aerospace industry. table lists some aircraft in which significant amounts of
composite materials are used in the airframe. Initially, the
percentage by structural weight of composites used in
Another advantage of composite materials is that, manufacturing was very small, at around two percent in
generally speaking, they can be formed into more the F15, for example. However, the percentage has grown
complex shapes than their metallic counterparts. This considerably, through 19 percent in the F18 up to 24
not only reduces the number of parts making up a given percent in the F22. The image below, from Reference 1,
component, but also reduces the need for fasteners and shows the distribution of materials in the F18E/F aircraft.
joints, the advantages of which are twofold: fasteners and The AV-8B Harrier GR7 has composite wing sections and

the GR7A features a composite rear fuselage. was used for the elevator of the A310. Following these
successes, composite materials were used for the entire
Composite materials are used extensively in the
tail structure of the A320, which also featured composite
Eurofighter: the wing skins, forward fuselage, flaperons
fuselage belly skins, fin/fuselage fairings, fixed leading-
and rudder all make use of composites. Toughened epoxy
and trailing-edge bottom access panels and deflectors,
skins constitute about 75 percent of the exterior area.
trailing-edge flaps and flap-track fairings, spoilers,
In total, about 40 percent of the structural weight of the
ailerons, wheel doors, main gear leg fairing doors, and
Eurofighter is carbon-fibre reinforced composite material.
nacelles. In addition, the floor panels were made of GFRP.
Other European fighters typically feature between about
In total, composites constitute 28 percent of the weight of
20 and 25 percent composites by weight: 26 percent
the A320 airframe.
for Dassaults Rafael and 20 to 25 percent for the Saab
Gripen and the EADS Mako.

The A340-500 and 600 feature additional composite

structures, including the rear pressure bulkhead, the keel
The B2 stealth bomber is an interesting case. The
beam, and some of the fixed leading edge of the wing.
requirement for stealth means that radar-absorbing
The last is particularly significant, as it constitutes the
material must be added to the exterior of the aircraft
first large-scale use of a thermoplastic matrix composite
with a concomitant weight penalty. Composite materials
component on a commercial transport aircraft. The use
are therefore used in the primary structure to offset this
of composites enabled a 20 percent saving in weight
along with a lower production time and improved damage
The use of composite materials in commercial transport
aircraft is attractive because reduced airframe weight
The A380 is about 20-22 percent composites by weight
enables better fuel economy and therefore lowers
and also makes extensive use of GLARE (glass-fibre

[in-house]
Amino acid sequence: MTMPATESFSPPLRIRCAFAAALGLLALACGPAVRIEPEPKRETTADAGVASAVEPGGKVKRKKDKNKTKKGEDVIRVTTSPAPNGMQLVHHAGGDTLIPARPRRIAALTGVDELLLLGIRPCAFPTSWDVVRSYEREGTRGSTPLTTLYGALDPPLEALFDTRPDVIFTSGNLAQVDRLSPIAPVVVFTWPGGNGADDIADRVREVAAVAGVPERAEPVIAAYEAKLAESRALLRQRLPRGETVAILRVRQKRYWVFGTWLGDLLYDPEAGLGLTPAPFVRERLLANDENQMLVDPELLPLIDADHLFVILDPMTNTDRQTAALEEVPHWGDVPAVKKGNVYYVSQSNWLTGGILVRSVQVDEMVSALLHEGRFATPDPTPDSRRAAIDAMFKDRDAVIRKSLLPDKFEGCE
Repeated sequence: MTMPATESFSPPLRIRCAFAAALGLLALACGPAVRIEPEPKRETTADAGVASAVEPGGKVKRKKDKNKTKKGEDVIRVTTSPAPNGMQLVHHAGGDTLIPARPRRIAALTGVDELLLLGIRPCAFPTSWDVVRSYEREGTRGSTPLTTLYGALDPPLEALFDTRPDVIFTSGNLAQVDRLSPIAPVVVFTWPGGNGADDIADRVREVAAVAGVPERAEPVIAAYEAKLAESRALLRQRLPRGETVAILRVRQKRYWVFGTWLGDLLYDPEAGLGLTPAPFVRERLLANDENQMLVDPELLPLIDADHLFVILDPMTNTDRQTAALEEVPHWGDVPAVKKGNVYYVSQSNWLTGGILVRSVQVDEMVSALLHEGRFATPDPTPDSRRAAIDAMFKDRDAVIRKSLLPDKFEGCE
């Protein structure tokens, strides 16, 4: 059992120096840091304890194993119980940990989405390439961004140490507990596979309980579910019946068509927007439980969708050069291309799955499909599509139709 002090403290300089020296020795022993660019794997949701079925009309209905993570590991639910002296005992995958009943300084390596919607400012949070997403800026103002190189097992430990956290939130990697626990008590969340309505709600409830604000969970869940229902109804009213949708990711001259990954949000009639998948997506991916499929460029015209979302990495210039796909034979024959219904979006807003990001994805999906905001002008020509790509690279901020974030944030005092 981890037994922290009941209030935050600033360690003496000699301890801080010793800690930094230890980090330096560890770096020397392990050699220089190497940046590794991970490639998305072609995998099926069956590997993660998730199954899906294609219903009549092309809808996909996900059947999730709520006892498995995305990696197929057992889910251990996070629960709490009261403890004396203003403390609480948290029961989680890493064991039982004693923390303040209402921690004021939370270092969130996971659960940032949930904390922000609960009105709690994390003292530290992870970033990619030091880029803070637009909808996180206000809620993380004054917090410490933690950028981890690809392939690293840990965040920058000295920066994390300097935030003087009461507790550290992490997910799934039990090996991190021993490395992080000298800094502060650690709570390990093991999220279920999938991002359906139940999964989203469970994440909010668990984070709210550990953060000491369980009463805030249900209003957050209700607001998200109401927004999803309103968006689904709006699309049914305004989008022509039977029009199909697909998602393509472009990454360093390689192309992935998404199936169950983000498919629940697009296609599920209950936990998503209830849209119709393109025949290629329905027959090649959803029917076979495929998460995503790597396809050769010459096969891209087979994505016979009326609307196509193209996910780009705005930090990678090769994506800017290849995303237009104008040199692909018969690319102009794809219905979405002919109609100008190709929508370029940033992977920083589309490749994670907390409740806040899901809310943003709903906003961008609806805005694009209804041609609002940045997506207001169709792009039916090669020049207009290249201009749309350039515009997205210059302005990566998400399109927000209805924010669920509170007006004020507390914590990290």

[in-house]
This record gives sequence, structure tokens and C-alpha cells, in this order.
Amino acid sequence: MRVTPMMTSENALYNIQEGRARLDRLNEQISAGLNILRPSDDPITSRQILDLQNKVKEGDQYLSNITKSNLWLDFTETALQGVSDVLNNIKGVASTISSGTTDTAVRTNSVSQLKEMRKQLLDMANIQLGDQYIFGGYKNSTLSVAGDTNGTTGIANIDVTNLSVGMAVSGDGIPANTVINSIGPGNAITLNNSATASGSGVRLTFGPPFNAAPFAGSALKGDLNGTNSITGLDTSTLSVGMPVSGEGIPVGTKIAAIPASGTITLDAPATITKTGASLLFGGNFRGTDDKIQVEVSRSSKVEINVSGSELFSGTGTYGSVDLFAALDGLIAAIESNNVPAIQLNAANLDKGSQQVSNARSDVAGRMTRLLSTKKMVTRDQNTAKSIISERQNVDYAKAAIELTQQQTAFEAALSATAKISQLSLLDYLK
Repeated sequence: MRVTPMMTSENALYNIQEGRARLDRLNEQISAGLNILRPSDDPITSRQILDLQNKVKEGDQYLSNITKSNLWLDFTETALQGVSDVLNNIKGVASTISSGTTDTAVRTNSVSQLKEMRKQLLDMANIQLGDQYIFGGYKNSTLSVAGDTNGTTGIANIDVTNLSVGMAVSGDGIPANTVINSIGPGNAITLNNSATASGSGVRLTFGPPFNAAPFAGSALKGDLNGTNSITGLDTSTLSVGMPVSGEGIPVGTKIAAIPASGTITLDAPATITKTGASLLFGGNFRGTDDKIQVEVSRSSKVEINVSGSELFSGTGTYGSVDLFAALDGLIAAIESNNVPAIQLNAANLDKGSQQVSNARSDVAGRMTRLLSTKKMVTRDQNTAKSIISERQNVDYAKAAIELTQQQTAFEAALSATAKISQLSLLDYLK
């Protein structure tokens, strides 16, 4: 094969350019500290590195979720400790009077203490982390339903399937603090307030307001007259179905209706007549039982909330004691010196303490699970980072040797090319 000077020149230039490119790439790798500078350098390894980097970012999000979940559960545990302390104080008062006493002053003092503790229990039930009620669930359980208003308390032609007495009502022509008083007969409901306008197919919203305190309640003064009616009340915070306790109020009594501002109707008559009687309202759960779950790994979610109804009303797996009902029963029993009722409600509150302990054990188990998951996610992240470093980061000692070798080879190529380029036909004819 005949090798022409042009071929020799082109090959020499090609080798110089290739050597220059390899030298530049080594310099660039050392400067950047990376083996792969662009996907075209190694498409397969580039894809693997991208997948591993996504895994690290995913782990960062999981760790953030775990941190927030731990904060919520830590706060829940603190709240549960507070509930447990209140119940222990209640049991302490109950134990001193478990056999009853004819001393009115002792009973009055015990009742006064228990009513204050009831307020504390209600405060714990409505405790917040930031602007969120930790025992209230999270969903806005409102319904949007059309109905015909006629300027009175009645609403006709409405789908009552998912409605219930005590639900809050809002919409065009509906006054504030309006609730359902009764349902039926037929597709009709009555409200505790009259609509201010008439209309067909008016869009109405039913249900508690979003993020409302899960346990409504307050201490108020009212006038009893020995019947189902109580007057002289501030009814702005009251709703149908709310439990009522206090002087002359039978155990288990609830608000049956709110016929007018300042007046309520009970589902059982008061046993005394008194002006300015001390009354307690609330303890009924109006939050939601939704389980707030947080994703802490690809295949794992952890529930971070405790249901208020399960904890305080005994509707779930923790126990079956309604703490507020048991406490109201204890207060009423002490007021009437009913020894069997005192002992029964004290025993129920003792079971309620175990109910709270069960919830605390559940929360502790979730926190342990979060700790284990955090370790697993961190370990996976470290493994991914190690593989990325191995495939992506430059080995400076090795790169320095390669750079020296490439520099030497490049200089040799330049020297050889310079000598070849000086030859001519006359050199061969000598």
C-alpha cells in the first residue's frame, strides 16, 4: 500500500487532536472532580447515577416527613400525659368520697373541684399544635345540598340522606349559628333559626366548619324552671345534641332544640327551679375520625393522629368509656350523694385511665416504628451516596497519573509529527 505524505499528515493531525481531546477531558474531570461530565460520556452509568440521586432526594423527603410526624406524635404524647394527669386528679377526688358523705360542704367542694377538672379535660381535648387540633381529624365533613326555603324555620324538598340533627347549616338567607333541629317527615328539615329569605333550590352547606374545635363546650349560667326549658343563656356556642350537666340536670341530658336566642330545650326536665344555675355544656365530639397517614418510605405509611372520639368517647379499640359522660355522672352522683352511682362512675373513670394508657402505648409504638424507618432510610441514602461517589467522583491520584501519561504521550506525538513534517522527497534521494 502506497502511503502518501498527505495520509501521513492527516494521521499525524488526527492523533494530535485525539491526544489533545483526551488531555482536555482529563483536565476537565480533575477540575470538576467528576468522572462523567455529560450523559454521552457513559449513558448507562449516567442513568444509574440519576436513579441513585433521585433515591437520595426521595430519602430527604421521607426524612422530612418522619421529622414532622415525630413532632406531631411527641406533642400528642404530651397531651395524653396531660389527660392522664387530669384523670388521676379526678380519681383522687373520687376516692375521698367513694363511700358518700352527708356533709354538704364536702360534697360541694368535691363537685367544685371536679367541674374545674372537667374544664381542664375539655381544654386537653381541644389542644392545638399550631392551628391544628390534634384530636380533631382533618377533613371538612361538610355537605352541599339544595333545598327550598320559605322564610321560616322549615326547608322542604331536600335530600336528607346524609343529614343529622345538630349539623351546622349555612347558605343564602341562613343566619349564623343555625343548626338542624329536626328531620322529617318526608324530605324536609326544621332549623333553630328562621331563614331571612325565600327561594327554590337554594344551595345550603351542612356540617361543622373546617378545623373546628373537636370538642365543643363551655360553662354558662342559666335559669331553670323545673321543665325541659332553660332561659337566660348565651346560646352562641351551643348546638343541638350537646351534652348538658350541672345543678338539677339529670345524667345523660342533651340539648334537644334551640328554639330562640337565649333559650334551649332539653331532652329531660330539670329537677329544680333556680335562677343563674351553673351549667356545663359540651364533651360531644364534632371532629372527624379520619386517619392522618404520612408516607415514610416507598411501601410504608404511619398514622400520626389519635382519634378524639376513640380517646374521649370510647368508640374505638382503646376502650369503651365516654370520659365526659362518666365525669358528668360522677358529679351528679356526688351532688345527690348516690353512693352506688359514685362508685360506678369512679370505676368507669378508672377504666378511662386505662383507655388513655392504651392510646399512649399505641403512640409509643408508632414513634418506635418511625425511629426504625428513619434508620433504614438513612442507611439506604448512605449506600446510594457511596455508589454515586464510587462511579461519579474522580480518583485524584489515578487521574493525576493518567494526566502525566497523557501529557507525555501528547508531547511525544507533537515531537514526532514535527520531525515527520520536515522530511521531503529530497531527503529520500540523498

operating costs. The first significant use of composite
reinforced aluminium alloy), which features in the front
material in a commercial aircraft was by Airbus in 1983 in
fairing, upper fuselage shells, crown and side panels, and
the rudder of the A300 and A310, and then in 1985 in the
the upper sections of the forward and aft upper fuselage.
vertical tail fin. In the latter case, the 2,000 parts (excluding
GLARE laminates are made up of four or more 0.38 mm
fasteners) of the metal fin were reduced to fewer than 100
(0.015 in) thick sheets of aluminium alloy and glass fibre
for the composite fin, lowering its weight and production
resin bond film. GLARE offers weight savings of between
cost. Later, a honeycomb core with CFRP faceplates

Fighter Aircraft U.S. AV-8B, F16, F14, F18, YF23, F22, JSF, UCAV Harrier GR7, Gripen JAS39,
Europe Mirage 2000, Rafael, Eurofighter, Lavi, EADS Mako MIG29, Su Series

Bomber U.S B2

Transport U.S. KC135, C17, 777, 767, MD1 1 A320, A340, A380, Tu204. ATR42,
Europe Falcon 900, A300-600

General Aviation Piaggio, Starship, Premier 1, Boeing 787

Rotary Aircraft V22, Eurocopter, Comanche, RAH66, BA609, EH101, Super Lynx 300, S92

15 and 30 percent over aluminium alloy along with very The excellent strength-to-weight ratio of composites
good fatigue resistance. The top and bottom skin panels is also used in helicopters to maximize payloads and
of the A380 and the front, centre and rear spars contain performance in general. Boeing Vertol used composites
CFRP, which is also used for the rear pressure bulkhead, for rotorcraft fairings in the 1950s and made the first
the upper deck floor beams, and for the ailerons, spoilers composite rotor blades in the 1970s. Composites are
and outer flaps. The belly fairing consists of about 100 used in major structural elements of many modern
composite honeycomb panels. helicopters, including the V22 tilt-rotor aircraft, which is
approximately 50 percent composites by weight. The
formability of composites has been used to particular